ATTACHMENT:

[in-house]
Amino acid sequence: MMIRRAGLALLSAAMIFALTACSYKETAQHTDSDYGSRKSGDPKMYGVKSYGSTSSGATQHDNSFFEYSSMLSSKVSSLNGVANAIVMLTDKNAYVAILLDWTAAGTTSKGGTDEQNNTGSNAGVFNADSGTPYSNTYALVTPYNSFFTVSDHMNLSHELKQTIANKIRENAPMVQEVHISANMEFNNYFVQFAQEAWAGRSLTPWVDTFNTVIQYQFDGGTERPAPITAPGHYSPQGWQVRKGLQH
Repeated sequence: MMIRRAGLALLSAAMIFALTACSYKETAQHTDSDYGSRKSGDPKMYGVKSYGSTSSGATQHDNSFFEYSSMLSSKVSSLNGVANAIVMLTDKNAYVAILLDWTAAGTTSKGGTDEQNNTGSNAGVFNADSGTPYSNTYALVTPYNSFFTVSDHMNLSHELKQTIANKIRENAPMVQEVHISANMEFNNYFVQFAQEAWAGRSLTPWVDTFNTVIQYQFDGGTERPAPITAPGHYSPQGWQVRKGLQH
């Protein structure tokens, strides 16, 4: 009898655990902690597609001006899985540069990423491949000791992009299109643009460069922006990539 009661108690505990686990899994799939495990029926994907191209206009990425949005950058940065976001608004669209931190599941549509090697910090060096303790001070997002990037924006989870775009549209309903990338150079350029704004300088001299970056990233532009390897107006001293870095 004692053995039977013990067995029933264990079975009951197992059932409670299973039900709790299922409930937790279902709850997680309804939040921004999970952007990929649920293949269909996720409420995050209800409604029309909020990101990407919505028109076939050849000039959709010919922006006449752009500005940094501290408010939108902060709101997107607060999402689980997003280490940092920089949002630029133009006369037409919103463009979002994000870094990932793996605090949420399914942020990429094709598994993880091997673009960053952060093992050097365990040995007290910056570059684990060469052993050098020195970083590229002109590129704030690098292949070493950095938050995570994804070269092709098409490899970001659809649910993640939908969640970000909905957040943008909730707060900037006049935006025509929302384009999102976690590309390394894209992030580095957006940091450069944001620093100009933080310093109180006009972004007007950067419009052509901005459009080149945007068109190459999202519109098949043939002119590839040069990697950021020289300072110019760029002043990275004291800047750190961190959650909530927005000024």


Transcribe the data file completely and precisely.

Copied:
[in-house]
Amino acid sequence: MMIRRAGLALLSAAMIFALTACSYKETAQHTDSDYGSRKSGDPKMYGVKSYGSTSSGATQHDNSFFEYSSMLSSKVSSLNGVANAIVMLTDKNAYVAILLDWTAAGTTSKGGTDEQNNTGSNAGVFNADSGTPYSNTYALVTPYNSFFTVSDHMNLSHELKQTIANKIRENAPMVQEVHISANMEFNNYFVQFAQEAWAGRSLTPWVDTFNTVIQYQFDGGTERPAPITAPGHYSPQGWQVRKGLQH
Repeated sequence: MMIRRAGLALLSAAMIFALTACSYKETAQHTDSDYGSRKSGDPKMYGVKSYGSTSSGATQHDNSFFEYSSMLSSKVSSLNGVANAIVMLTDKNAYVAILLDWTAAGTTSKGGTDEQNNTGSNAGVFNADSGTPYSNTYALVTPYNSFFTVSDHMNLSHELKQTIANKIRENAPMVQEVHISANMEFNNYFVQFAQEAWAGRSLTPWVDTFNTVIQYQFDGGTERPAPITAPGHYSPQGWQVRKGLQH
């Protein structure tokens, strides 16, 4: 009898655990902690597609001006899985540069990423491949000791992009299109643009460069922006990539 009661108690505990686990899994799939495990029926994907191209206009990425949005950058940065976001608004669209931190599941549509090697910090060096303790001070997002990037924006989870775009549209309903990338150079350029704004300088001299970056990233532009390897107006001293870095 004692053995039977013990067995029933264990079975009951197992059932409670299973039900709790299922409930937790279902709850997680309804939040921004999970952007990929649920293949269909996720409420995050209800409604029309909020990101990407919505028109076939050849000039959709010919922006006449752009500005940094501290408010939108902060709101997107607060999402689980997003280490940092920089949002630029133009006369037409919103463009979002994000870094990932793996605090949420399914942020990429094709598994993880091997673009960053952060093992050097365990040995007290910056570059684990060469052993050098020195970083590229002109590129704030690098292949070493950095938050995570994804070269092709098409490899970001659809649910993640939908969640970000909905957040943008909730707060900037006049935006025509929302384009999102976690590309390394894209992030580095957006940091450069944001620093100009933080310093109180006009972004007007950067419009052509901005459009080149945007068109190459999202519109098949043939002119590839040069990697950021020289300072110019760029002043990275004291800047750190961190959650909530927005000024």